Prescription for doctors: How to manage and reduce stress levels at work

 

  “Only a life lived for others is a life worthwhile.” Albert Einstein

 

The most rewarding moment for a doctor — who had put in all his effort, fighting off his exhaustion to save a life — is when a patient expresses his gratitude with a smile.

In India, doctors are often equated to god. It is a very challenging profession both physical and psychological terms as medical practitioners have to be available for patients round the clock.

Violence on doctors by kin of patients adds to stress levels of medical practitioners

Although doctors don’t usually complain about stress they undergo as part of their profession, dismiss it as an occupational hazard, studies have shown that stress is taking a heavy toll on their lives.

According to a recent article published in Medical Dialogues, a study conducted among doctors by the psychiatry department of Post-Graduate Institute of Medical Education and Research (PGIMER), Chandigarh, found that out of 442 respondents 90 per cent were stressed out and 10 per cent were “overwhelmingly stressed”.

The study also found that there were number of diverse issues during work which includes long working hours, lack of recognition at work and no leave and blaming for mistakes they had not committed. Apart from these, doctors reportedly used to consume cannabis, opioids, cigarettes, and alcohol as a stress-buster.

Stress is inevitable, but it is mismanaged stress that is damaging the whole system. There is now much attention on measures that promote mental health and wellbeing in doctors, and prevention of stress-related morbidity.

A recent IMA study said doctors faced maximum violence when providing emergency or critical services, with over 48 per cent of such incidents reported from intensive care units (ICUs) or post-surgery care units. Over 65 per cent of such violent acts are performed by relatives of patients. Moreover, around 40 per cent doctors witnessed assault at least once in their career. Recently India witnessed the brutal assault on a junior doctor in Kolkata which led to a massive strike of 800,000 doctors demanding better working conditions, following years of complaints about violent attacks from patients’ families. Theses strikes and agitations are the output of prolonged Stress experienced by doctors. But this significant problem may not be receiving enough attention because we have a perception that they may be quite adept at handling stress through their medical training, but this is not the case always. The stress that many doctors face is far beyond this.

Other factors which cause stress among doctors are handling superiors and lower staff, work pressure from management when the expected income not generated by a specific doctor (private sector), doing administrative work, patient agony and counselling, patient attenders management, poor working conditions, work-family balance, death of patients, wrong information in social media vitiating the doctor-patient relationship. All these factors of stress badly affect them which leads to physical, psychological and behavioural reactions or even to psychosomatic diseases. Stress is inevitable, but it is mismanaged stress that is damaging the whole system. There is now much attention on measures that promote mental health and wellbeing in doctors, and prevention of stress-related morbidity. We all want our doctors to be at their best, including for themselves, too.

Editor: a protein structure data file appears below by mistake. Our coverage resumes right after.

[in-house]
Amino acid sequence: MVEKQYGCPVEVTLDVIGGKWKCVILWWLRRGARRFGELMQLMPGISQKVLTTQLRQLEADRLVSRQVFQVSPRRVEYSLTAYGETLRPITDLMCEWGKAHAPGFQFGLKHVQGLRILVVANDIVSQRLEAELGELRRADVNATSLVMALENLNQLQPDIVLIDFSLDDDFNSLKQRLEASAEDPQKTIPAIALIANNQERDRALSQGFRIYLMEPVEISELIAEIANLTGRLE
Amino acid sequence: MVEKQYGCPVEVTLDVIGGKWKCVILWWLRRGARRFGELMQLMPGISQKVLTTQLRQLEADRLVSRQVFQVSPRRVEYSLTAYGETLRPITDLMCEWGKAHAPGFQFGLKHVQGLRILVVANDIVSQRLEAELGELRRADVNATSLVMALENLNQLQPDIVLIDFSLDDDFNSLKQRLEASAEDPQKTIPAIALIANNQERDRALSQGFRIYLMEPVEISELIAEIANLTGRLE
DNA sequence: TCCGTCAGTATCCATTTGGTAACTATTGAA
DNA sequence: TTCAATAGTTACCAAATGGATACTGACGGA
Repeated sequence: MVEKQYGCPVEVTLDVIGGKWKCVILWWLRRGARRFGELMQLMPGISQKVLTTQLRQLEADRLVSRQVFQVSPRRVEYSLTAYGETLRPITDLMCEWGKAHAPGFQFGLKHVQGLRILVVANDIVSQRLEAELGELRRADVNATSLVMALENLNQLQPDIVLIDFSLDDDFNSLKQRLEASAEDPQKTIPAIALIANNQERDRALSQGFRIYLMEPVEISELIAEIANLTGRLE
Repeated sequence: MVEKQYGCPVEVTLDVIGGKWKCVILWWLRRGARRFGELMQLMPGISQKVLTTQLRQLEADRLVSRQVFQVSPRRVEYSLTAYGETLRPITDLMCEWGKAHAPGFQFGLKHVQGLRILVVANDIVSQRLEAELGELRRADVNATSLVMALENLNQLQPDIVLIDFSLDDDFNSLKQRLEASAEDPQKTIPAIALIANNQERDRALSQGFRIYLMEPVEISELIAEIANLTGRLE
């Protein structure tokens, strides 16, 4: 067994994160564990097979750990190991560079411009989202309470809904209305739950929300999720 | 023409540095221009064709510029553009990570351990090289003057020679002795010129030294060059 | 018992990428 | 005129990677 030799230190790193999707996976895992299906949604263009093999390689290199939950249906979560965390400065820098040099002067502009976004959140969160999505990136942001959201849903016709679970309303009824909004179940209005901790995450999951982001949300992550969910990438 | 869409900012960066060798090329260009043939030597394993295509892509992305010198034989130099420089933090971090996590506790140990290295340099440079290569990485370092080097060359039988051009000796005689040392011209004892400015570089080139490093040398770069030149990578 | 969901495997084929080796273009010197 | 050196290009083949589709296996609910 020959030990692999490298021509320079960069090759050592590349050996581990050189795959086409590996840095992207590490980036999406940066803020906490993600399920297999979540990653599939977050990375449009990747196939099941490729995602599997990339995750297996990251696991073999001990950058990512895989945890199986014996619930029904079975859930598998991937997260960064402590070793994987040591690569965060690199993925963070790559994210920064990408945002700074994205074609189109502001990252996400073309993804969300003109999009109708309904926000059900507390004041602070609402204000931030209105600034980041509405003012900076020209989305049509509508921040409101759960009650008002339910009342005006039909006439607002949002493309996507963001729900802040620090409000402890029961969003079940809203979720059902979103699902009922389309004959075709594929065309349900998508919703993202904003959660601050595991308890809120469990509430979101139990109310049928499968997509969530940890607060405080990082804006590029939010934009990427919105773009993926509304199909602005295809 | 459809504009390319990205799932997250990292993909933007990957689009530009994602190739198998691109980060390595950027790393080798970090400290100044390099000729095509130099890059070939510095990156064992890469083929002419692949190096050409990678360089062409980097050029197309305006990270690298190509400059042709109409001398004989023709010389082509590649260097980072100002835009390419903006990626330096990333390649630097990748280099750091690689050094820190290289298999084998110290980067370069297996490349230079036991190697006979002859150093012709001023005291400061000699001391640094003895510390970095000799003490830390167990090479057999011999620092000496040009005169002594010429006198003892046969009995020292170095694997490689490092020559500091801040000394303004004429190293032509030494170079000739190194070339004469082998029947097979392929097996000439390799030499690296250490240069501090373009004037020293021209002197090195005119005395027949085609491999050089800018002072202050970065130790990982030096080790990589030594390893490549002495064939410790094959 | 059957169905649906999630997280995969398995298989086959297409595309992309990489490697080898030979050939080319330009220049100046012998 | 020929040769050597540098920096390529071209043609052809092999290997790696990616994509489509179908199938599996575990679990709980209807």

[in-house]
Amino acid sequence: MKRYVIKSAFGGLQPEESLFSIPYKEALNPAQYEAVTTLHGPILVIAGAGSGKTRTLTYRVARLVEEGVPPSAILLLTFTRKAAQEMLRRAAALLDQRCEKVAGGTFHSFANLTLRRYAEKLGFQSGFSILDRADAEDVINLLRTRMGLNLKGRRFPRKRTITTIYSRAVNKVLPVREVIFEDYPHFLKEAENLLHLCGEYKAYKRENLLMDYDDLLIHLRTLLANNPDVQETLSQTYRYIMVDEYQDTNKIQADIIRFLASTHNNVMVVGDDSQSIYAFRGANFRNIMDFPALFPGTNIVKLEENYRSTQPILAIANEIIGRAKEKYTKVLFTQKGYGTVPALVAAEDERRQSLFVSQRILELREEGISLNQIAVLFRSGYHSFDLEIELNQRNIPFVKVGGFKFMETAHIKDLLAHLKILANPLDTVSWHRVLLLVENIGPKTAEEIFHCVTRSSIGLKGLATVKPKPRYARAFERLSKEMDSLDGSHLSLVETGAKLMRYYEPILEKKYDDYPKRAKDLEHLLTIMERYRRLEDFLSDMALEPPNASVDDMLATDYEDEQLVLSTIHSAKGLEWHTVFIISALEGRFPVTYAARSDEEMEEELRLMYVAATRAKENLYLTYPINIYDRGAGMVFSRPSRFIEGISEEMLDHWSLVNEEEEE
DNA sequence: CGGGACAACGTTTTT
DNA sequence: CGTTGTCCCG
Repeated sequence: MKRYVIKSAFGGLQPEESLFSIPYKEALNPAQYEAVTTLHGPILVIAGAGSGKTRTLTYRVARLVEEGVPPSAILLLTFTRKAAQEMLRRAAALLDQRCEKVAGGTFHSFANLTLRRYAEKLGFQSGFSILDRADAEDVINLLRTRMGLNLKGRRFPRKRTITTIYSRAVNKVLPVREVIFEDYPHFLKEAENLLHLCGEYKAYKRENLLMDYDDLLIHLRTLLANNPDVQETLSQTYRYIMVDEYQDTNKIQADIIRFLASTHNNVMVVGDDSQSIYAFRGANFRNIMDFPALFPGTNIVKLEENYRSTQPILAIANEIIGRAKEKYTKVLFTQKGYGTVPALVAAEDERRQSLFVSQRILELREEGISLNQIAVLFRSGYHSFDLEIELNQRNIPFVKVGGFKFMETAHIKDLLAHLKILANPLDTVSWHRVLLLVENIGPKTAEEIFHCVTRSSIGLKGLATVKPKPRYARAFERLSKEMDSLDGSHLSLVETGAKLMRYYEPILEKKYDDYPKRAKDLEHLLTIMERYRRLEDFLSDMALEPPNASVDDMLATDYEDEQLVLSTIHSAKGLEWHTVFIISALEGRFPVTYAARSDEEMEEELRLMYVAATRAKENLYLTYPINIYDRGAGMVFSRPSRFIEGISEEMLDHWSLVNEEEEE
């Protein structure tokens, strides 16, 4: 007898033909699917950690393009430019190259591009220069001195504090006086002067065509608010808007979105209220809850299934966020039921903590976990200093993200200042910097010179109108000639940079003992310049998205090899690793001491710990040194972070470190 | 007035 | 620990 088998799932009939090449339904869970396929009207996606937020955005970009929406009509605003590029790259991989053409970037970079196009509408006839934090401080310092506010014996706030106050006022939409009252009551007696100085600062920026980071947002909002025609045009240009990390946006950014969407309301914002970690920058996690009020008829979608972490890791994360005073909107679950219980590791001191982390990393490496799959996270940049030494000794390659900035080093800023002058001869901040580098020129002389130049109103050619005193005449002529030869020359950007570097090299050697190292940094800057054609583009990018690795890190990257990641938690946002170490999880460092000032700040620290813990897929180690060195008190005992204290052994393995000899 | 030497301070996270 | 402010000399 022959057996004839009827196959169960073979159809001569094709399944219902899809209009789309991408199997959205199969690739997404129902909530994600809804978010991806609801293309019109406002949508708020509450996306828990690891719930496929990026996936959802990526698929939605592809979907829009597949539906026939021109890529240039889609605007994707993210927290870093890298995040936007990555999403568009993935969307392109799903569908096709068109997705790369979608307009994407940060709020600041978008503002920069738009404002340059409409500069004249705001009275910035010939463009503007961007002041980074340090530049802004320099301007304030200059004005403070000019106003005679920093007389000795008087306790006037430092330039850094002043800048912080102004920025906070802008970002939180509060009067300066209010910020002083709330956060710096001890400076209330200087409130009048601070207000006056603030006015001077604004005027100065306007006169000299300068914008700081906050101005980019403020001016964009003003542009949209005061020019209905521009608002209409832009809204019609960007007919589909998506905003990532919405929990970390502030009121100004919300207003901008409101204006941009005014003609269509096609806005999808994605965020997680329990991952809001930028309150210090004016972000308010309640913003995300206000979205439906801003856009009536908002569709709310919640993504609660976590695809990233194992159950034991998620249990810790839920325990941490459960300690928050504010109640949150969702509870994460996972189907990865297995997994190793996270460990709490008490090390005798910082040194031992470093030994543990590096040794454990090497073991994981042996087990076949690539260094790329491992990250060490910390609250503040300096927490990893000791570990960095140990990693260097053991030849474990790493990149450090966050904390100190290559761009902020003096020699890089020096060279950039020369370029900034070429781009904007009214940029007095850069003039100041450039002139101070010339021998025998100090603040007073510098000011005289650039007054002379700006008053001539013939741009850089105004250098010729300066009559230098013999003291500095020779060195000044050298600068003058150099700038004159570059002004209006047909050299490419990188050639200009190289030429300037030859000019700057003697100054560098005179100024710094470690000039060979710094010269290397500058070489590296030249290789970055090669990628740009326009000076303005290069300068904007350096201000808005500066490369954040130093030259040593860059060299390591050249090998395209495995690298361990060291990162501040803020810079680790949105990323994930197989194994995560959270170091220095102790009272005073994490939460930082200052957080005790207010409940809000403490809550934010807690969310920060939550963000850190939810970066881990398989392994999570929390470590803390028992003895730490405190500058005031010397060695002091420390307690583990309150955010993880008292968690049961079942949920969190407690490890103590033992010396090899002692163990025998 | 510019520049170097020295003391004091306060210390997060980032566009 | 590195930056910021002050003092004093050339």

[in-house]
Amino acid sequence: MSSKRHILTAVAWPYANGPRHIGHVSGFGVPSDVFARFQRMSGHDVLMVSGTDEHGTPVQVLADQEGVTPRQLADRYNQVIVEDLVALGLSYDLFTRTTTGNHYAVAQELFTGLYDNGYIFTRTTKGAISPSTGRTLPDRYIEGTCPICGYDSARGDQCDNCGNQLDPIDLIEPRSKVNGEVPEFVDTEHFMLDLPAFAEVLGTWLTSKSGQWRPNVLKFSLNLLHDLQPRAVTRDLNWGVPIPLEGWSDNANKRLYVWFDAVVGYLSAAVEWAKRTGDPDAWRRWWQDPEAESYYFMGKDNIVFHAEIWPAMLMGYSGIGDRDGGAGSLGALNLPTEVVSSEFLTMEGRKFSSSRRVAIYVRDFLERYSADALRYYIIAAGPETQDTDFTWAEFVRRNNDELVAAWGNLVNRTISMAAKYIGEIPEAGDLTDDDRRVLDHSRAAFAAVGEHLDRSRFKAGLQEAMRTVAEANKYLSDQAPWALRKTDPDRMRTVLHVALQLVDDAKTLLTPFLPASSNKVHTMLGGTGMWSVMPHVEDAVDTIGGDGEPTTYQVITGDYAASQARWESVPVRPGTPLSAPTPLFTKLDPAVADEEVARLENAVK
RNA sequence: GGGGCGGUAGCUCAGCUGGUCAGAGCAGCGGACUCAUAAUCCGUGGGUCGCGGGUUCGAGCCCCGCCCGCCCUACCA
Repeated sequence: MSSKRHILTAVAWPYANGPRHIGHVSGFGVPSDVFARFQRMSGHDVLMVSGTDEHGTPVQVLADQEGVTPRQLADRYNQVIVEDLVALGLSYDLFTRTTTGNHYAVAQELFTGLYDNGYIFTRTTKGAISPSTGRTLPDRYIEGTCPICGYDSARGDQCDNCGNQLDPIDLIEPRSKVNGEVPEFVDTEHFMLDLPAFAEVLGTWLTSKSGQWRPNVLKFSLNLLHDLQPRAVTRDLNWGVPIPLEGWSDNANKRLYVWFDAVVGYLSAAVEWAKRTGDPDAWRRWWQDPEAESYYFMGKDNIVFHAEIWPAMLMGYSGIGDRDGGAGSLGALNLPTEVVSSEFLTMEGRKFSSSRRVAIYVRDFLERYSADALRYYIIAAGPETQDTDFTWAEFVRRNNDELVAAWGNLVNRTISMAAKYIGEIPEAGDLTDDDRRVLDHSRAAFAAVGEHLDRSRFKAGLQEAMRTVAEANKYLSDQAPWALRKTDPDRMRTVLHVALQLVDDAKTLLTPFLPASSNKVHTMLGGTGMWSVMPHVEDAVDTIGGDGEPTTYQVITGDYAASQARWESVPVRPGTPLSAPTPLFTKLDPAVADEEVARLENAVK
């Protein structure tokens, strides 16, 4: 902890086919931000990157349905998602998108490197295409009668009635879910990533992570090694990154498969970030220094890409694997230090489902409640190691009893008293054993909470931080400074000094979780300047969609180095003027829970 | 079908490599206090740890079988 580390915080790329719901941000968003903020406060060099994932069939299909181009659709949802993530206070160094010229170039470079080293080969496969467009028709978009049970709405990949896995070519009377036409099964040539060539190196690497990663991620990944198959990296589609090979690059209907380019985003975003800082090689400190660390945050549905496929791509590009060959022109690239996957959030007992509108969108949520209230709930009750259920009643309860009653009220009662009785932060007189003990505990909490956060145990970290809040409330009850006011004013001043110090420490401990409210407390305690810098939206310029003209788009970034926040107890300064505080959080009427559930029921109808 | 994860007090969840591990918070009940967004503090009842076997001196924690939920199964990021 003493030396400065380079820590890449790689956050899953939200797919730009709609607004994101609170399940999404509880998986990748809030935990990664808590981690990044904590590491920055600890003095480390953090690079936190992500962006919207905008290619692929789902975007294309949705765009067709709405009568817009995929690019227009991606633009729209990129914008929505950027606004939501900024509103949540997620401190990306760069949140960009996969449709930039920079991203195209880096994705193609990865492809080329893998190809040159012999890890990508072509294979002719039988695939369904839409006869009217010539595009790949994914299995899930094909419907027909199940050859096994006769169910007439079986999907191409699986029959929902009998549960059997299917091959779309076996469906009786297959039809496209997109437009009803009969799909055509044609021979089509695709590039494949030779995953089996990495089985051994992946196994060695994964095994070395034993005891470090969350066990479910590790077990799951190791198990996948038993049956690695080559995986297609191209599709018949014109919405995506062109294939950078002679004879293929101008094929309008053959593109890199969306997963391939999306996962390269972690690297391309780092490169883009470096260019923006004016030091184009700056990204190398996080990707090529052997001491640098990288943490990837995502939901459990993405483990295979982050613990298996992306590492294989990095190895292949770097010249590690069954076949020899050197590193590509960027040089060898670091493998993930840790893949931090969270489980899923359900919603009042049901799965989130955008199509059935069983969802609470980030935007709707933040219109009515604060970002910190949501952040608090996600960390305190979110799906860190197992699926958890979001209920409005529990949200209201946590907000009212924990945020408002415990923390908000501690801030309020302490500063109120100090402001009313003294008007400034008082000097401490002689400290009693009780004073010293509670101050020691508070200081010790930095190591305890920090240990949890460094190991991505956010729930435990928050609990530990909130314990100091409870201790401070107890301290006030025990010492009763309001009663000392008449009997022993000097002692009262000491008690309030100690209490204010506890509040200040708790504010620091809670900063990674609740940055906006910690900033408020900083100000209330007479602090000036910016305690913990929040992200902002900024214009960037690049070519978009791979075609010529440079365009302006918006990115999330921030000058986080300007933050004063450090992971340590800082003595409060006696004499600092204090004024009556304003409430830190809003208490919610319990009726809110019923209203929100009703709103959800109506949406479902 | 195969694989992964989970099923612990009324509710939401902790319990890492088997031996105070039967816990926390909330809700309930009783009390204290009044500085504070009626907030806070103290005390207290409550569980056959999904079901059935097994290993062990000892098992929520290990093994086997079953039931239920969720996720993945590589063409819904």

It is widely believed that doctors need to harden their hearts and not get too close to the suffering around them otherwise they will experience burnout. But the reality is that doctors keep their hearts open without becoming overwhelmed. This is called compassion. It is not sympathy or empathy.

What is the solution?

In considering preventive measures, the first and most important one is to include Interpersonal skills in the medical curriculum, as now there is much focus on diagnosis and treatment. Hospitals can conduct workshops on time management, mindfulness based stress reduction and stress management. It is widely believed that doctors need to harden their hearts and not get too close to the suffering around them otherwise they will experience burnout. But the reality is that doctors keep their hearts open without becoming overwhelmed. This is called compassion. It is not sympathy or empathy. It means the presence and engagement which meet the requirements for an entire conversation. Doctors have to undergo Compassion Training (CT), an effective stress management method, which build to manage the emotions, develop the resilience to prevent empathy fatigue, improving the personal relationship, supporting health and happiness thereby reducing stress and create a positive atmosphere.

Doctors themselves also have a role to play in looking after their own mental health and managing stress. Self-help strategies are often adequate without having to seek outside assistance. Some of them are as follows

  1. Meditation, physical exercises that stimulate the production of endorphins or feel good chemicals.
  2. Do something that change the mood like tasting a favourite food or talk with your close friend can bring lasting benefits.
  3. Engage in right kind of social support
  4. Accept that mistakes may happen, but do the best and continue
  5. Focus on self-care which helps the patients to do the same
  6. Proper communication with patients

 

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